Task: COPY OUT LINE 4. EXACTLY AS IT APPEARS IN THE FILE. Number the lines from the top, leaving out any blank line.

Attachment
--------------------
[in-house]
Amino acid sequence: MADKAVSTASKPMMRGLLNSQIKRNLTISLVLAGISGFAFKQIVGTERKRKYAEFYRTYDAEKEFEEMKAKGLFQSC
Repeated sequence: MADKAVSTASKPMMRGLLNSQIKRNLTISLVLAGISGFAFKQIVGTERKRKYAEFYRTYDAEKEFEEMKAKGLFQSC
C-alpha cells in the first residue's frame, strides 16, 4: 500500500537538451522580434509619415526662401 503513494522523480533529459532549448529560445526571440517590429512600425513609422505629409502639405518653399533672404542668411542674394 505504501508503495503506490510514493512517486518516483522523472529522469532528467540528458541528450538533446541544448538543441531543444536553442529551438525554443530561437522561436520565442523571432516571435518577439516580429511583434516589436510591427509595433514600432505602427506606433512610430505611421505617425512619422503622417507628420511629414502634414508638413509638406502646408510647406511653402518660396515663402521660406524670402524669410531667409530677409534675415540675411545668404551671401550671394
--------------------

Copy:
C-alpha cells in the first residue's frame, strides 16, 4: 500500500537538451522580434509619415526662401 503513494522523480533529459532549448529560445526571440517590429512600425513609422505629409502639405518653399533672404542668411542674394 505504501508503495503506490510514493512517486518516483522523472529522469532528467540528458541528450538533446541544448538543441531543444536553442529551438525554443530561437522561436520565442523571432516571435518577439516580429511583434516589436510591427509595433514600432505602427506606433512610430505611421505617425512619422503622417507628420511629414502634414508638413509638406502646408510647406511653402518660396515663402521660406524670402524669410531667409530677409534675415540675411545668404551671401550671394